When writing my novella contribution for Silver Belles and Stetsons, I looked into when Stetsons were first branded as a hat company, and what it meant. After all, silver bells, "belles", and Stetsons had better make a showing in an anthology named such.
"Stetson" seems synonymous with "cowboy hat" and both seem critical to the modern image of an Old West, Victorian-Era Cowboy.
Stetson is a brand of hat manufactured by the John B. Stetson Company. Founded in 1865, they're known for many different shapes of hats, named differently. Campaign hat (Smokey Bear). Calvary hat. Prospector's hat. Ten-gallon hat. Boss of the Plains hat. Technically, every 'kind' could be accurately called a Stetson.
BOSS OF THE PLAINS
The Boss of the Plains was a lightweight all-weather hat designed in 1865 by John B. Stetson for the demands of the American west. It was intended to be durable, waterproof and elegant. This design and the term "Stetson" eventually became all-but-interchangeable with what later became known as the cowboy hat. [source]
|Apache Man & Boss of the Plains Image: Public Domain
BUT THE BOWER WON THE WEST...?
The bowler, not the cowboy hat or sombrero, was the most popular hat in the American West, prompting Lucius Beebe to call it "the hat that won the West". [source]Bowler hats were the most popular in the American west. Originally created in 1849 in Great Britain for a nobleman, it became popular with the working class and as with many things, then became popular and common in the States. During the years of westward expansion, men went west with what they owned or could afford to purchase... and their bowlers went with them.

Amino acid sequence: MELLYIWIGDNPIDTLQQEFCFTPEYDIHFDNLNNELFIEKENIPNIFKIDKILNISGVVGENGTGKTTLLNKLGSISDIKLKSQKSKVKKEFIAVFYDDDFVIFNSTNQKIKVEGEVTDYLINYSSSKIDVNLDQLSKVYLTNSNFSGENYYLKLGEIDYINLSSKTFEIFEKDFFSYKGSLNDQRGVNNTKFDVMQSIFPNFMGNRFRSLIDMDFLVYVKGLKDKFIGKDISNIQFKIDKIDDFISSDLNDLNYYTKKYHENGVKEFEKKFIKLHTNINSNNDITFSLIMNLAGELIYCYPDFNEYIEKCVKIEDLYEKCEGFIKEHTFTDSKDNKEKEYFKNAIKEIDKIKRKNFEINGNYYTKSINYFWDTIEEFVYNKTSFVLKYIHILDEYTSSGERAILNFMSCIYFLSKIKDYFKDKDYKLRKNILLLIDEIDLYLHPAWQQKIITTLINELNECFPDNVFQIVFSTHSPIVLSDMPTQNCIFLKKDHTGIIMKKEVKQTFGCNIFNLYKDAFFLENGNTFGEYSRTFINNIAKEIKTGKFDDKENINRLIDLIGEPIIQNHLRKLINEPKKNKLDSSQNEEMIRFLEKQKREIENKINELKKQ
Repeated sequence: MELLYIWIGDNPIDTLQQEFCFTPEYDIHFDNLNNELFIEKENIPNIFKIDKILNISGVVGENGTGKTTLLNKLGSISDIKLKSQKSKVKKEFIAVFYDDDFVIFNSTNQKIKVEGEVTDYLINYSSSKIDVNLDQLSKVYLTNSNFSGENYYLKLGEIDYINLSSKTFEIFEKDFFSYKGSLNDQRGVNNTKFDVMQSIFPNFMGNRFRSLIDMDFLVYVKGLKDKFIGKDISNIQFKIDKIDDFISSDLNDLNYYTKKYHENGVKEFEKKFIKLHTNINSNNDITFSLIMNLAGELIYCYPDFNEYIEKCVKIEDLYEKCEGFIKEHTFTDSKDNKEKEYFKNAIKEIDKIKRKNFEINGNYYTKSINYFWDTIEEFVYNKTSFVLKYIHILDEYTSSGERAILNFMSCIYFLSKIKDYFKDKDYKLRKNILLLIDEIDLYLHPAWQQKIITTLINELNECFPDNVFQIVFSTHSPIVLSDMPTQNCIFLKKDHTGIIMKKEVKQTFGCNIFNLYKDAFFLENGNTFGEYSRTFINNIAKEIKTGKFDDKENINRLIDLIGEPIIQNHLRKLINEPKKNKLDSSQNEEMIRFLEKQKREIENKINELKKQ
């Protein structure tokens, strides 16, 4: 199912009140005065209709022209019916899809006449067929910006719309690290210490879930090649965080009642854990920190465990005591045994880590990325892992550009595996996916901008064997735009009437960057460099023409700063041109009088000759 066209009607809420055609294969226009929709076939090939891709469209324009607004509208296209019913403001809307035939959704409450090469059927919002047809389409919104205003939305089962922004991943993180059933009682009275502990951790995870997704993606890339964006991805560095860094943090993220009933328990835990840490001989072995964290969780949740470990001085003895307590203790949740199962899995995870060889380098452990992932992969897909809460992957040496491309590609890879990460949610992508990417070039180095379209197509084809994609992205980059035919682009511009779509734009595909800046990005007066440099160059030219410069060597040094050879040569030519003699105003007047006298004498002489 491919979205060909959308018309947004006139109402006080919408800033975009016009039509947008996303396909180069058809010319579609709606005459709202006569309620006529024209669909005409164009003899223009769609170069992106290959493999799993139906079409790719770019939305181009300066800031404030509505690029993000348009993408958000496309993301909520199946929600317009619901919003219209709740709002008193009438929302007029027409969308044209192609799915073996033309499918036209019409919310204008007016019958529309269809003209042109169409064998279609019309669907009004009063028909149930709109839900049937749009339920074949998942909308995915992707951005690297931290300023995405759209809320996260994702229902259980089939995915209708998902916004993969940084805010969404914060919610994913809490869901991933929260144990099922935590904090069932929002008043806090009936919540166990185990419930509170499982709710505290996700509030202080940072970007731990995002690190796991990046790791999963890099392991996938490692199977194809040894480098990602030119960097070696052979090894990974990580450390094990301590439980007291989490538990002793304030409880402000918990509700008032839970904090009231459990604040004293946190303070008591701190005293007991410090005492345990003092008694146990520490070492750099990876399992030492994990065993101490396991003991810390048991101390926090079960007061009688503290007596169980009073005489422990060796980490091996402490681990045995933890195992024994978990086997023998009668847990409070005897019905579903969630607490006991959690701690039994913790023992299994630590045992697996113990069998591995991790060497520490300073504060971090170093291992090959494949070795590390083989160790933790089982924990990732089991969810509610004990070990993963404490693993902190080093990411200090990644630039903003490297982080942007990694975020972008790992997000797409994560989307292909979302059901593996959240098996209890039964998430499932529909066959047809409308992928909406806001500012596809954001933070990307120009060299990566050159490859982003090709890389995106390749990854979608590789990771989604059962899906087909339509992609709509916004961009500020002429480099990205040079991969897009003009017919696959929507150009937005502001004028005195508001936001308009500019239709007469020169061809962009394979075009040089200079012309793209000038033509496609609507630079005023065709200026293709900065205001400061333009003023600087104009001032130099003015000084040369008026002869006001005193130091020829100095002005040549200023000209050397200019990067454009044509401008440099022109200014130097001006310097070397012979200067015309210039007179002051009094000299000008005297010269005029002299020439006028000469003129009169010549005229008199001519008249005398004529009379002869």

Interestingly enough, bowlers were often preferred to wide-brimmed hats in the West because they wouldn't blow off in the wind, while riding a horse, or when sticking one's head out of the window a speeding train.
In the United States, the bowler became known as the derby, and lent its name to outlaw Marion Hedgepeth was commonly referred to as "the Derby Kid". Derbies were worn by lawmen and outlaws alike.
|Dodge City Peace Commission, June 1883. Image: Public Domain
WHY WEAR A HAT?
Men in the 19th century wore hats for entirely different reasons. Note that vintage photographs on the street show every man and boy with covered heads. This was partly for protection from the weather, sun (sunburn and dehydration), falling debris in a mine or crowded city streets with many-floored buildings rising above the sidewalks. Hats kept body heat in and the hair clean. They also showed authority, social status, and became part of the expectation of "properly" dressed.
Settlers, ranchers, cowboys and miners wore hats in the open of the Old West for various understandable reasons. Without clothing like modern rain slickers, men depended upon their wide-brimmed hats for protection against torrential rain and snowfall, the blazing sun of the Great Basin and Sonoran Deserts, and extreme temperatures. Air space between the crown of the hat and a man's head acted as prized insulation against the weather, hot or cold.
|Image from Unabridged Facsimile Montgomery Ward & Co. Catalogue 1895
So yes, Stetsons were ubiquitous. Men settling the West wore hats, pretty much all the time unless in church or at their mama's kitchen table. I'm glad the western cowboy hat has survived as an icon of the past.
I'd love to hear your thoughts. What do you think about hats from the Old West era? What have you noticed as you browse old images, read about the past, or delve into history?
Website | Email | Newsletter | Blog Articles | Twitter | Pinterest | g+ | Facebook | Amazon
Copyright © 2015, Kristin Holt, LC